Susanne Langer

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Susanne Langer
BornDecember 20, 1895
Manhattan
DiedJuly 17, 1985
Old Lyme
Era20th century philosophy
RegionWestern Philosophy
SchoolProcess Philosophy
Main interestsPhilosophy of mind, aesthetics
Notable ideasdiscursive vs. non discursive symbols
 
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Susanne Langer
BornDecember 20, 1895
Manhattan
DiedJuly 17, 1985
Old Lyme
Era20th century philosophy
RegionWestern Philosophy
SchoolProcess Philosophy
Main interestsPhilosophy of mind, aesthetics
Notable ideasdiscursive vs. non discursive symbols

Susanne Katherina Langer (née Knauth) (20 December 1895 – 17 July 1985) was an American philosopher of mind and of art who was influenced by Ernst Cassirer and Alfred North Whitehead. She was one of the first women to achieve an academic career in philosophy and the first to be popularly and professionally recognized as an American philosopher. Langer is best known for her 1942 book Philosophy in a New Key.

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Life

Langer was born in Manhattan, the daughter of German immigrants Antonio Knauth, a lawyer, and Else M. (Uhlich) Knauth. German was spoken exclusively at home and she never completely lost her accent. As a girl, Langer learned to play both the cello and piano and for her early education attended Veltin private school. She studied at Radcliffe College, receiving her bachelors degree in 1920, and her doctorate in 1926. Alfred North Whitehead was her dissertation adviser. She taught at Radcliffe, Wellesley College, Smith College, and Columbia University and was visiting lecturer at a number of other institutions.[1] In 1941 she met Ernst Cassirer whose work The Philosophy of Symbolic Forms she had read in the 1920s and had greatly influenced her thinking. Recognizing their common ground, Cassirer remained in close contact with Langer until his death in 1945.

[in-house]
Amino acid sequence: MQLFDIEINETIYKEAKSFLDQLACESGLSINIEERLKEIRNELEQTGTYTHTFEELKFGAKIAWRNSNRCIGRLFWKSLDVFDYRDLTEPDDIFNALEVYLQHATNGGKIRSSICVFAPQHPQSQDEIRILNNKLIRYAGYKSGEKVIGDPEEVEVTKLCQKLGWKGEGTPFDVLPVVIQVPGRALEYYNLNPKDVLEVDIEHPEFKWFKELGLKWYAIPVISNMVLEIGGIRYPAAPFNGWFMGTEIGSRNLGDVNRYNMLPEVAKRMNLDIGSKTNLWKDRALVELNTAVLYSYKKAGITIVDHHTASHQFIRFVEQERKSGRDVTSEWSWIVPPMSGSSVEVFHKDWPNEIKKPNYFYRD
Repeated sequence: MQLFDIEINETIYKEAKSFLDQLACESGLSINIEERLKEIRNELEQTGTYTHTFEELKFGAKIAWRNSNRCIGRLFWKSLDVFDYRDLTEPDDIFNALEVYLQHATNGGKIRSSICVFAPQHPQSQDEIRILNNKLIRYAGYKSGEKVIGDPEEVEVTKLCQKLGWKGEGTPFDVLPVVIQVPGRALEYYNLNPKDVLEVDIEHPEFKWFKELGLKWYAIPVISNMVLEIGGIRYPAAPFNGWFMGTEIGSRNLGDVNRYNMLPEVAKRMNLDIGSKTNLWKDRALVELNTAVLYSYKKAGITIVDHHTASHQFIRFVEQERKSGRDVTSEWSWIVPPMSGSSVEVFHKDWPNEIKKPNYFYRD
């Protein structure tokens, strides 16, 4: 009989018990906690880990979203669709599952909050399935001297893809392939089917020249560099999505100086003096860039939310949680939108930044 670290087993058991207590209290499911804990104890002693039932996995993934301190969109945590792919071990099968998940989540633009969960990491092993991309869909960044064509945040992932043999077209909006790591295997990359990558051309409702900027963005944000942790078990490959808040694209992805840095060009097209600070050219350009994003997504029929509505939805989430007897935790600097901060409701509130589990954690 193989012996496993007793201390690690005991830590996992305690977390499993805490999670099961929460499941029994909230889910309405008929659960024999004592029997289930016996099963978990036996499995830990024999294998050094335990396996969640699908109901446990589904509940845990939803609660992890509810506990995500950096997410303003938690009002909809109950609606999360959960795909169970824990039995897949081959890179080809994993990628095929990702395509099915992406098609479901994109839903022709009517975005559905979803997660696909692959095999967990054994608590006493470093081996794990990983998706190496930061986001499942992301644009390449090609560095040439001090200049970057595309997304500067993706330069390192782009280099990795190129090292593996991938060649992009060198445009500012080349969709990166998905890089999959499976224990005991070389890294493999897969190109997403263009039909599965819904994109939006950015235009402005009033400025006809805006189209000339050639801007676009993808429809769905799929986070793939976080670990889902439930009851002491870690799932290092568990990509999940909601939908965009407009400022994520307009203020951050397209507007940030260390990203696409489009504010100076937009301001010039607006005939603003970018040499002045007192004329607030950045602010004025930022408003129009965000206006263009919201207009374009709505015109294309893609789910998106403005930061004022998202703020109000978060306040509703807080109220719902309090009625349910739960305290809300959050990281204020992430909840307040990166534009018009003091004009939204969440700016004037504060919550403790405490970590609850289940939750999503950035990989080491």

In 1921 she married William L. Langer who later became a history professor at Harvard. They had two sons, Leonard born in 1922 and Bertrand born in 1925. In the late 1930s they drifted apart and were divorced in 1942.

From 1952 to 1962, Langer was professor of philosophy at Connecticut College. She was elected to the American Academy of Arts and Sciences in 1960. In 1956 she was awarded a grant from the Edgar J. Kaufmann Foundation which allowed her to devote the remaining 25 years of her life to research and writing.

Langer died in Old Lyme, Connecticut on July 17, 1985 after finishing the third volume of her magnum opus, Mind: An Essay on Human Feeling.

Philosophy

Langer's philosophy explored the human mind's continuous process of meaning-making through the power of “seeing” one thing in terms of another. Langer's first major work, Philosophy in a New Key put forth an idea that has become commonplace today: that there is a basic and pervasive human need to symbolize, to invent meanings, and to invest meanings in one’s world.[2] Beginning with a critique of positivism, the work is a study of human thought progressing from semantic theory through philosophy of music sketching a theory for all the arts. For Langer, the human mind “is constantly carrying on a process of symbolic transformation of the experiential data that come to it,” causing it to be “a veritable fountain of more or less spontaneous ideas”.[1]